Gene Balk, Seattle Times, July 3, 2015
Among the 20 most-populous U.S. counties, King County is the whitest–by a ways. According to new data released by the Census Bureau, King is 62.4 percent non-Hispanic white. Nearly all the 19 other counties are “majority minority.” Miami-Dade County, Fla.–the least white–is only 14.8 percent white.
This may come as a surprise, considering that for a 20-year stretch King County’s white population didn’t grow at all. From 1990 to 2010, non-Hispanic whites flatlined at about 1.26 million people. The county’s population growth, which was substantial in that period, came entirely from people of color.
But that trend appears to be officially over.
Census data released last week also shows that from 2010 to 2014, King County’s white population grew along with everyone else, with a net gain of about 41,000 people–bringing the number of whites in the county to nearly 1.3 million, the largest it’s ever been.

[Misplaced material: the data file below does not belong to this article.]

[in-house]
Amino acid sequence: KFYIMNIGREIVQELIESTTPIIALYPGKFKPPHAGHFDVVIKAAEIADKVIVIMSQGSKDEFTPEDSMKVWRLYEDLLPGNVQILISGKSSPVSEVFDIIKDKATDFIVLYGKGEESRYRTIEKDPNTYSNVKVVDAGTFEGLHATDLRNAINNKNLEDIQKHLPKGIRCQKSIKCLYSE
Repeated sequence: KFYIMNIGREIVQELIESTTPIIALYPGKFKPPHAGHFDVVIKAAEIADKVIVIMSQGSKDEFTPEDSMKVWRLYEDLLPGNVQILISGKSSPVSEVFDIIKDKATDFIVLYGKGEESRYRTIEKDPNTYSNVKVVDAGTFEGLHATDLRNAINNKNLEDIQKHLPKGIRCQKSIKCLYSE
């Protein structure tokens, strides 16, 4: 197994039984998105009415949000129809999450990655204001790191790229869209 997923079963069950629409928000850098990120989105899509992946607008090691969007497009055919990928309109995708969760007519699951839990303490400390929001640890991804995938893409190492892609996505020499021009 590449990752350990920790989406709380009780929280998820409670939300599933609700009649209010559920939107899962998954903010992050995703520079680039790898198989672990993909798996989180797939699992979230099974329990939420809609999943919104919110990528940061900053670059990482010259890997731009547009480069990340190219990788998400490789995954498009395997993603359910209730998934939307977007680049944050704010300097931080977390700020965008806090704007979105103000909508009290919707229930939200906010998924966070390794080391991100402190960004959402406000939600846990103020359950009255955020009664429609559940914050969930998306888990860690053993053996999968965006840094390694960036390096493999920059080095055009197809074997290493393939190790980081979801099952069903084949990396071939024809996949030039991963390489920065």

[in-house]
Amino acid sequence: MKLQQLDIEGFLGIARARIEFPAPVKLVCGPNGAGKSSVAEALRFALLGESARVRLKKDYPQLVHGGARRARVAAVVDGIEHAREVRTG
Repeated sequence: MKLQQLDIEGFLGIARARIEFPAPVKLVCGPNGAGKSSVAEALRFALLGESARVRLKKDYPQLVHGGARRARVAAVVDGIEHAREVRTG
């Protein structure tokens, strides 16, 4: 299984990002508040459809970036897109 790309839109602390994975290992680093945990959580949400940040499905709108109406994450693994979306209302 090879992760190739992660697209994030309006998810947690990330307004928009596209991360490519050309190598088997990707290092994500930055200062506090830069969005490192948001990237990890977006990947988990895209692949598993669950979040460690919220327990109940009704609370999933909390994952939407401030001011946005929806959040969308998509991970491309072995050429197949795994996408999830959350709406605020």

Even though the white population is increasing again, the county is still diversifying rapidly because all the other groups are growing at a much faster pace. In 2014, non-Hispanic whites made up 62.4 percent of the county population, a drop of 2.5 percentage points from 2010.
We’re still a long way off from becoming a “majority minority” county, though. At the current rate of change, that won’t happen until 2035.